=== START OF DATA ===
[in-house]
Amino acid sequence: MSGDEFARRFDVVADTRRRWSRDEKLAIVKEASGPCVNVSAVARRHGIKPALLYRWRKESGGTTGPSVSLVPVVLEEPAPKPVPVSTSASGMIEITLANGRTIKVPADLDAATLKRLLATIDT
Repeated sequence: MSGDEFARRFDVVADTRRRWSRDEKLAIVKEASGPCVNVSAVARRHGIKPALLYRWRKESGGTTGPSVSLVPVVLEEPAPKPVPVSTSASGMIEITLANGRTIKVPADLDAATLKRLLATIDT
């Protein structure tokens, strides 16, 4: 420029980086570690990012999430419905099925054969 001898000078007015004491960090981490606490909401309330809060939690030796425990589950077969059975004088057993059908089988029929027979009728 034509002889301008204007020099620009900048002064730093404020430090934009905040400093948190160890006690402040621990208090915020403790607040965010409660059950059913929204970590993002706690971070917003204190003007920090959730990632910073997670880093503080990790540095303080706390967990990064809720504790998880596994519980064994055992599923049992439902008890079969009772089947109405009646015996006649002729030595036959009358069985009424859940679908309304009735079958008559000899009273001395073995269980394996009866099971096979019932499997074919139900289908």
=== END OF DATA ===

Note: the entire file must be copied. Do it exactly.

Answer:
[in-house]
Amino acid sequence: MSGDEFARRFDVVADTRRRWSRDEKLAIVKEASGPCVNVSAVARRHGIKPALLYRWRKESGGTTGPSVSLVPVVLEEPAPKPVPVSTSASGMIEITLANGRTIKVPADLDAATLKRLLATIDT
Repeated sequence: MSGDEFARRFDVVADTRRRWSRDEKLAIVKEASGPCVNVSAVARRHGIKPALLYRWRKESGGTTGPSVSLVPVVLEEPAPKPVPVSTSASGMIEITLANGRTIKVPADLDAATLKRLLATIDT
């Protein structure tokens, strides 16, 4: 420029980086570690990012999430419905099925054969 001898000078007015004491960090981490606490909401309330809060939690030796425990589950077969059975004088057993059908089988029929027979009728 034509002889301008204007020099620009900048002064730093404020430090934009905040400093948190160890006690402040621990208090915020403790607040965010409660059950059913929204970590993002706690971070917003204190003007920090959730990632910073997670880093503080990790540095303080706390967990990064809720504790998880596994519980064994055992599923049992439902008890079969009772089947109405009646015996006649002729030595036959009358069985009424859940679908309304009735079958008559000899009273001395073995269980394996009866099971096979019932499997074919139900289908």